Felicia: Some friends had a come-to-Jesus moment, and they wanted that for us, too. We felt the presence of the Lord when they were praying with us, and it was life-changing. We ended up at People’s Church, and we had a great time there. It was great for our kids – they have such a good children’s program. But after a while, we were biting our tongues. 

David: They’re not open to the LGBTQ community, and they weren’t open to progressive thinking. We’re very supportive of the LGBTQ community, and it’s a big part of our lives. 

Felicia: So we stopped going because it just didn’t feel right. We tried other churches, and we couldn’t find a fit. All this time, we were living across from Community UCC, and I walked by every day taking our kids to school. One day I saw the rainbow flag flying here, and a light bulb went off in my head. What it said on the church website spoke to me. We came one Sunday, and we left saying, “This feels like home.”

David: We felt so welcomed, and our children felt so welcomed. It was perfect. It was meant to be.

What church activities have you been involved with?

Felicia: I’m currently vice moderator. I have been chair of the Missions and Social Justice Team, and David and I are youth group leaders.

David: I’m also on the Building and Grounds Team.

What do you find special or different about Community UCC?

Felicia: This church speaks to my heart. I didn’t realize growing up that I’m a natural-born advocate for social justice. I spent my childhood, teenage years and young-adult years arguing with people, saying: “How do you not understand we’re all supposed to be advocates for justice?” When I came here, I realized that maybe I don’t have to argue with everybody. I can make a difference by being in this church. It’s everything I want for my kids.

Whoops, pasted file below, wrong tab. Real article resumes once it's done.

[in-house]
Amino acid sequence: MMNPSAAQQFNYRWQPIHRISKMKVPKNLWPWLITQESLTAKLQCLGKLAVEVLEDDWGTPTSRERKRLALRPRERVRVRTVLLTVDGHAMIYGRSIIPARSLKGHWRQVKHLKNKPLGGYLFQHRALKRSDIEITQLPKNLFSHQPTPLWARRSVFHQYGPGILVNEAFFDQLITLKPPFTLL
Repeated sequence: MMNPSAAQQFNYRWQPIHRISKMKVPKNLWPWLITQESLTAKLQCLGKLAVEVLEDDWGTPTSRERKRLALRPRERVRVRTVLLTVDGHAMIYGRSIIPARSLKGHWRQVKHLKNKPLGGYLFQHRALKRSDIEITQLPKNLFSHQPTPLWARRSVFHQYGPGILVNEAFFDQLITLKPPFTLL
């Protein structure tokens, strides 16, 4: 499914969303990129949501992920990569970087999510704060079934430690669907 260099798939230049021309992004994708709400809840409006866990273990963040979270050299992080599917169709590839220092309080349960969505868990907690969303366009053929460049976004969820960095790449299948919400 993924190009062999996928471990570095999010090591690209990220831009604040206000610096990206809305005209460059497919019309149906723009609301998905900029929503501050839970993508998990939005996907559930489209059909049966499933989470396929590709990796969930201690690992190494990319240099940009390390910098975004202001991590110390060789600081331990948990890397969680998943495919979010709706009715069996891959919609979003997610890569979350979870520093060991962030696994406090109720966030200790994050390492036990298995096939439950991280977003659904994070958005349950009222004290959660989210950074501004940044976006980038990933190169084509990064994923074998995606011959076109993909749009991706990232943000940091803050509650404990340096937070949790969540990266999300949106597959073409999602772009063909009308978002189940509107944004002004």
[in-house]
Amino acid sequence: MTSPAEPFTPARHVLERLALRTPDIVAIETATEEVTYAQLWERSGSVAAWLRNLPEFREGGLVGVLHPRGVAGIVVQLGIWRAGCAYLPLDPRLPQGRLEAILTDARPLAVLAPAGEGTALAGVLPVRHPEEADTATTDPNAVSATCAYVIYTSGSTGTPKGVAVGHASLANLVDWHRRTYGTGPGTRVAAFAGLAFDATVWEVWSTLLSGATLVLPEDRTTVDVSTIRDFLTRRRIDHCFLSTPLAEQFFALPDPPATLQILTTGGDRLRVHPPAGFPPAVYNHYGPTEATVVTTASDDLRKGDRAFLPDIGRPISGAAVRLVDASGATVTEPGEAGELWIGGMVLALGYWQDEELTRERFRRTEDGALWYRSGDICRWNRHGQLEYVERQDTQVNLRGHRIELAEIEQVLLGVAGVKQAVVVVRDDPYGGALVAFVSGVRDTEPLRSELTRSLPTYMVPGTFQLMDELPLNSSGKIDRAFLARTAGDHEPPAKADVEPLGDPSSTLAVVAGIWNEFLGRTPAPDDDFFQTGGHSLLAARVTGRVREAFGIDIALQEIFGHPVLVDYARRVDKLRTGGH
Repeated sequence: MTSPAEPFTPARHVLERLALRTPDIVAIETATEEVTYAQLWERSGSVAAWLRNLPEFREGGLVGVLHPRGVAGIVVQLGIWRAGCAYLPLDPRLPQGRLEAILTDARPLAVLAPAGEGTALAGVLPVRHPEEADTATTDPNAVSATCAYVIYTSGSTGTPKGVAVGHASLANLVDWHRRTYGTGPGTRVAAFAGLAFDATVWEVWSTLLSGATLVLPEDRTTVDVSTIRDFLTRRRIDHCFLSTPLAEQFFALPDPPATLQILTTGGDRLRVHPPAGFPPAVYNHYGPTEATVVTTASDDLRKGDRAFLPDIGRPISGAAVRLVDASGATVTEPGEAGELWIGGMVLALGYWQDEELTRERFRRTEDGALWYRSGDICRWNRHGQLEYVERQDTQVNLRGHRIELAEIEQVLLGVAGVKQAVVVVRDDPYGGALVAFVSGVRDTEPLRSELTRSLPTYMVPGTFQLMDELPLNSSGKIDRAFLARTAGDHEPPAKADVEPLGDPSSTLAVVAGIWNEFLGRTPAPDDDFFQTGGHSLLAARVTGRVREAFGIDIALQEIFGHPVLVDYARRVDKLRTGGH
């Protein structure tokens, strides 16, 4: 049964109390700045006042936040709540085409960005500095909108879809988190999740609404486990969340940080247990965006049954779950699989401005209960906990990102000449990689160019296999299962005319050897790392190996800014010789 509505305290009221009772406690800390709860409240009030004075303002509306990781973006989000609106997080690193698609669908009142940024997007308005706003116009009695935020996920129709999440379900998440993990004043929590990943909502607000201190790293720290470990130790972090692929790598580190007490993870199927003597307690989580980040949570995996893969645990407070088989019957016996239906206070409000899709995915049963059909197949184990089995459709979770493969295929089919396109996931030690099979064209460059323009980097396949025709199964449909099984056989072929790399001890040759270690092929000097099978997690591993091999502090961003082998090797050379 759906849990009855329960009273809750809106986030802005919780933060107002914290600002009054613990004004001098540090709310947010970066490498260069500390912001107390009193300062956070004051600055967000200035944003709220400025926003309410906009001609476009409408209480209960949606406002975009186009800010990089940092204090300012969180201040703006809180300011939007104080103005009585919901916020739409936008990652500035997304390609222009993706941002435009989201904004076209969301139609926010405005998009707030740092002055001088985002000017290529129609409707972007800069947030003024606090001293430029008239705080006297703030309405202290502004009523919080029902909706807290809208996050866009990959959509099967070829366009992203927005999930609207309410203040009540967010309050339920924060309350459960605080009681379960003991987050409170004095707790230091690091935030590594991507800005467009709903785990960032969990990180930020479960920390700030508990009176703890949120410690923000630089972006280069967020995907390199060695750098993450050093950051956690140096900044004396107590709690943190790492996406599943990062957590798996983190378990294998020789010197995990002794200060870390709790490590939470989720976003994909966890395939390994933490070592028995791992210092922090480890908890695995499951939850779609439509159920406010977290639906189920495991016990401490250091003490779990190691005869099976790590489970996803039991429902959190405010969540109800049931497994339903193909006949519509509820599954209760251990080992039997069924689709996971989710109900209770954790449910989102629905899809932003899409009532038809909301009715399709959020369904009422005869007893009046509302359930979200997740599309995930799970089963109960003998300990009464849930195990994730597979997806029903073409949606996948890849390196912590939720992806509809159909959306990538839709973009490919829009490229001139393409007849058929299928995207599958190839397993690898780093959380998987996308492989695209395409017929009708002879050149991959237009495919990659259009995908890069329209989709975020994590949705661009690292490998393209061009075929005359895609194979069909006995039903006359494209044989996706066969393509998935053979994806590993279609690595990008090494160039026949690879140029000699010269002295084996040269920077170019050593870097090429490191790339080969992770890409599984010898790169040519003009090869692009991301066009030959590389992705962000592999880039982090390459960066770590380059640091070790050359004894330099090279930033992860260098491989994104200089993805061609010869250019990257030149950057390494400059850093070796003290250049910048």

David: One of the most beautiful gifts you can give your kids is a love for God, and I’ve felt that love here like I’ve never felt it. I almost get tearful thinking of the beauty this church brings into our lives. We’re so glad to finally find a place that speaks to us, is progressive, and has a beautiful relationship with the Holy Spirit and God. 

What is your vision for the church?

Felicia: I would love for us to grow. There have to be people out there who’ve walked away from religion, and I want us to spread the word to them and say, “Even when you think there’s no home for you, there is here.”

David: There’s a millennial community that’s not aware of the beauty this church offers. I want us to reach out to them, and when they come, this church will change their lives in ways they can’t even imagine. 

What’s one thing about you that might surprise people?

Felicia:  I have pretty bad social anxiety. The strange thing is, it never seems to manifest itself when I do anything church-related. God is awesome.

David: I’m a bisexual family man, and I live openly. I want others in the LGBTQ community to know the Lord loves them and they’re welcome here.

How would classmates in high school have described you?

Felicia: Wild (laughter). I was in high school during the ’90s. I was all about raves. I was a party girl.

David: I was a hippy.

Tell me about a favorite musician:

Felicia: David Bowie. I have a David Bowie tattoo on my arm. He has a partner relationship with us. (Laughter)

David: Absolutely David Bowie. When we got married, our wedding song was his “As The World Falls Down.” We have a David Bowie closet in our house. 

Felicia: The Bowie Closet has a huge woven tapestry of Bowie that covers the main wall. We have memorabilia, action figures, posters, you name it. It’s like a shrine without the praying (laughter).